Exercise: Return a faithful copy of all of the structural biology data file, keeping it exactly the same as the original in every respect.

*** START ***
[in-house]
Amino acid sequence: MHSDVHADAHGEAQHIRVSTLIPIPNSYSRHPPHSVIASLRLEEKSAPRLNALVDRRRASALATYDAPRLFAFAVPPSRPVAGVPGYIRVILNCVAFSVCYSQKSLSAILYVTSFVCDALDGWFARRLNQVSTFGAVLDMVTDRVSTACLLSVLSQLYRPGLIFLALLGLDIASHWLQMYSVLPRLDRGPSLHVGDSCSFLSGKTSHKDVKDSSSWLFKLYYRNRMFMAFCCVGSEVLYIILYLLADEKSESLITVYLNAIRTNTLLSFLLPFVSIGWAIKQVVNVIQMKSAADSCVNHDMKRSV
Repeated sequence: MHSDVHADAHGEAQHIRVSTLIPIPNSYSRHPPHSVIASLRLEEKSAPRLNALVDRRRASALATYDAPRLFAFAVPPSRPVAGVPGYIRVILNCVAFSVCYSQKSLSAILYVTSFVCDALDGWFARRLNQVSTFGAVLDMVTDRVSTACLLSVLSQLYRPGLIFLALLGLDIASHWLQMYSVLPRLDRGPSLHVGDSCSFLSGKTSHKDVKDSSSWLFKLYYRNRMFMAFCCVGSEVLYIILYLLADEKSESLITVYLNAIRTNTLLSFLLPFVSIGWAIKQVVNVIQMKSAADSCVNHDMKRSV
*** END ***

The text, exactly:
[in-house]
Amino acid sequence: MHSDVHADAHGEAQHIRVSTLIPIPNSYSRHPPHSVIASLRLEEKSAPRLNALVDRRRASALATYDAPRLFAFAVPPSRPVAGVPGYIRVILNCVAFSVCYSQKSLSAILYVTSFVCDALDGWFARRLNQVSTFGAVLDMVTDRVSTACLLSVLSQLYRPGLIFLALLGLDIASHWLQMYSVLPRLDRGPSLHVGDSCSFLSGKTSHKDVKDSSSWLFKLYYRNRMFMAFCCVGSEVLYIILYLLADEKSESLITVYLNAIRTNTLLSFLLPFVSIGWAIKQVVNVIQMKSAADSCVNHDMKRSV
Repeated sequence: MHSDVHADAHGEAQHIRVSTLIPIPNSYSRHPPHSVIASLRLEEKSAPRLNALVDRRRASALATYDAPRLFAFAVPPSRPVAGVPGYIRVILNCVAFSVCYSQKSLSAILYVTSFVCDALDGWFARRLNQVSTFGAVLDMVTDRVSTACLLSVLSQLYRPGLIFLALLGLDIASHWLQMYSVLPRLDRGPSLHVGDSCSFLSGKTSHKDVKDSSSWLFKLYYRNRMFMAFCCVGSEVLYIILYLLADEKSESLITVYLNAIRTNTLLSFLLPFVSIGWAIKQVVNVIQMKSAADSCVNHDMKRSV